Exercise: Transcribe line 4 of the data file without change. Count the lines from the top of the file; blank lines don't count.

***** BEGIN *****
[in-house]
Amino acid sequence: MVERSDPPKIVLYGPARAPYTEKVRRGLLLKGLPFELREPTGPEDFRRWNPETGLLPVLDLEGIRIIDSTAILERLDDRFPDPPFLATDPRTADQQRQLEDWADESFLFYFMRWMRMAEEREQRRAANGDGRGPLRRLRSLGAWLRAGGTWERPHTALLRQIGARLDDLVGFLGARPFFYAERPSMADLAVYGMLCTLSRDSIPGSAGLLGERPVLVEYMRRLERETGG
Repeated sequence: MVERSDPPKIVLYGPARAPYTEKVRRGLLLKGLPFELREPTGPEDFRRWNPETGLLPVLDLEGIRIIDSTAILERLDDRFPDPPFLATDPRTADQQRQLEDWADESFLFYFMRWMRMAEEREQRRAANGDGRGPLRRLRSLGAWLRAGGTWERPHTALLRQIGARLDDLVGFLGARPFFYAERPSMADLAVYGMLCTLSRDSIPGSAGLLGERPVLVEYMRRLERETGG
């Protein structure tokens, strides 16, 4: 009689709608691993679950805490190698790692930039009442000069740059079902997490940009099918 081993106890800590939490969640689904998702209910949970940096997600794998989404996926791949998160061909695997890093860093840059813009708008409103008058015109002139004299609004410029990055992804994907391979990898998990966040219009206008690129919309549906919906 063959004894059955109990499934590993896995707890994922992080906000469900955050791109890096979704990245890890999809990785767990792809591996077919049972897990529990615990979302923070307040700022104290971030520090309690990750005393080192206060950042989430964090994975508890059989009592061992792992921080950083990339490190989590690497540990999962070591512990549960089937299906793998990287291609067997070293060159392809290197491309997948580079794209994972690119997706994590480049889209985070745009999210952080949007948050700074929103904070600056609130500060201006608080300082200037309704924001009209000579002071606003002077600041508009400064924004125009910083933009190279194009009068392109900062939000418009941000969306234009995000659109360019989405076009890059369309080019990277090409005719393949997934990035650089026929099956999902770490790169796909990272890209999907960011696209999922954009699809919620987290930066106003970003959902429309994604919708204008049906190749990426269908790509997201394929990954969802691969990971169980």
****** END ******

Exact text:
């Protein structure tokens, strides 16, 4: 009689709608691993679950805490190698790692930039009442000069740059079902997490940009099918 081993106890800590939490969640689904998702209910949970940096997600794998989404996926791949998160061909695997890093860093840059813009708008409103008058015109002139004299609004410029990055992804994907391979990898998990966040219009206008690129919309549906919906 063959004894059955109990499934590993896995707890994922992080906000469900955050791109890096979704990245890890999809990785767990792809591996077919049972897990529990615990979302923070307040700022104290971030520090309690990750005393080192206060950042989430964090994975508890059989009592061992792992921080950083990339490190989590690497540990999962070591512990549960089937299906793998990287291609067997070293060159392809290197491309997948580079794209994972690119997706994590480049889209985070745009999210952080949007948050700074929103904070600056609130500060201006608080300082200037309704924001009209000579002071606003002077600041508009400064924004125009910083933009190279194009009068392109900062939000418009941000969306234009995000659109360019989405076009890059369309080019990277090409005719393949997934990035650089026929099956999902770490790169796909990272890209999907960011696209999922954009699809919620987290930066106003970003959902429309994604919708204008049906190749990426269908790509997201394929990954969802691969990971169980």